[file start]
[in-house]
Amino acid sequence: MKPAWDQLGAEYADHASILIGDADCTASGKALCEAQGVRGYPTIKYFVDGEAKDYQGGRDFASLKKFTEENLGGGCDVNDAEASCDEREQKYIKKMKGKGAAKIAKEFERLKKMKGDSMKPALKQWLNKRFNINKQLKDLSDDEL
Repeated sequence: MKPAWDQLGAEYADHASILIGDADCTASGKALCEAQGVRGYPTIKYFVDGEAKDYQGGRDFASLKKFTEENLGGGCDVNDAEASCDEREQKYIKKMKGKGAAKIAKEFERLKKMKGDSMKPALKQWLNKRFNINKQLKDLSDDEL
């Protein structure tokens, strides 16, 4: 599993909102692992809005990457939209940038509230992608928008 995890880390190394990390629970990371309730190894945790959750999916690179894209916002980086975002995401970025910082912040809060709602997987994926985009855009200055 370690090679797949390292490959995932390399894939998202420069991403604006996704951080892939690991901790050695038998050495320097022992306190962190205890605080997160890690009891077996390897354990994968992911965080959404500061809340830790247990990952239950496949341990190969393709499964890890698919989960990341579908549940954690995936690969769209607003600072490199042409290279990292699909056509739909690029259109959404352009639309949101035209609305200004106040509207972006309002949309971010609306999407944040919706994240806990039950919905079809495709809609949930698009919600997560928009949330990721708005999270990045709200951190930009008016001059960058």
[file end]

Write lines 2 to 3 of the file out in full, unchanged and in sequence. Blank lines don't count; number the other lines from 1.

Amino acid sequence: MKPAWDQLGAEYADHASILIGDADCTASGKALCEAQGVRGYPTIKYFVDGEAKDYQGGRDFASLKKFTEENLGGGCDVNDAEASCDEREQKYIKKMKGKGAAKIAKEFERLKKMKGDSMKPALKQWLNKRFNINKQLKDLSDDEL
Repeated sequence: MKPAWDQLGAEYADHASILIGDADCTASGKALCEAQGVRGYPTIKYFVDGEAKDYQGGRDFASLKKFTEENLGGGCDVNDAEASCDEREQKYIKKMKGKGAAKIAKEFERLKKMKGDSMKPALKQWLNKRFNINKQLKDLSDDEL